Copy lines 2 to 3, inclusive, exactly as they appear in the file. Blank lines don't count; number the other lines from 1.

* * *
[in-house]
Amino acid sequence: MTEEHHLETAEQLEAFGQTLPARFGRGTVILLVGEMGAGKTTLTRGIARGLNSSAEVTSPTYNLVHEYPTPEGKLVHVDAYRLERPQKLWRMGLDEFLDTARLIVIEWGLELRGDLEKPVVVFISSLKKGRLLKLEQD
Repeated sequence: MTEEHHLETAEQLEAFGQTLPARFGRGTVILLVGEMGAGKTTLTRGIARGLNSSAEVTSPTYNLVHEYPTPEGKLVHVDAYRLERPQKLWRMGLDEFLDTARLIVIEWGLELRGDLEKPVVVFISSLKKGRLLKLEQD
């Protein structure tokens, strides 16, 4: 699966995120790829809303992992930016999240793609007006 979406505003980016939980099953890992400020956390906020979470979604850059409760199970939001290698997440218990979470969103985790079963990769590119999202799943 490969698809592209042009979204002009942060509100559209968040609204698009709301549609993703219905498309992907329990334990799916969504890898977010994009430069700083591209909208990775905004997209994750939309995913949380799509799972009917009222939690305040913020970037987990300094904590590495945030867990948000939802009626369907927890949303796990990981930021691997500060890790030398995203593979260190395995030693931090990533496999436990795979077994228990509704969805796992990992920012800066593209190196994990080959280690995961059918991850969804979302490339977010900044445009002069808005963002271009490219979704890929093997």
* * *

Amino acid sequence: MTEEHHLETAEQLEAFGQTLPARFGRGTVILLVGEMGAGKTTLTRGIARGLNSSAEVTSPTYNLVHEYPTPEGKLVHVDAYRLERPQKLWRMGLDEFLDTARLIVIEWGLELRGDLEKPVVVFISSLKKGRLLKLEQD
Repeated sequence: MTEEHHLETAEQLEAFGQTLPARFGRGTVILLVGEMGAGKTTLTRGIARGLNSSAEVTSPTYNLVHEYPTPEGKLVHVDAYRLERPQKLWRMGLDEFLDTARLIVIEWGLELRGDLEKPVVVFISSLKKGRLLKLEQD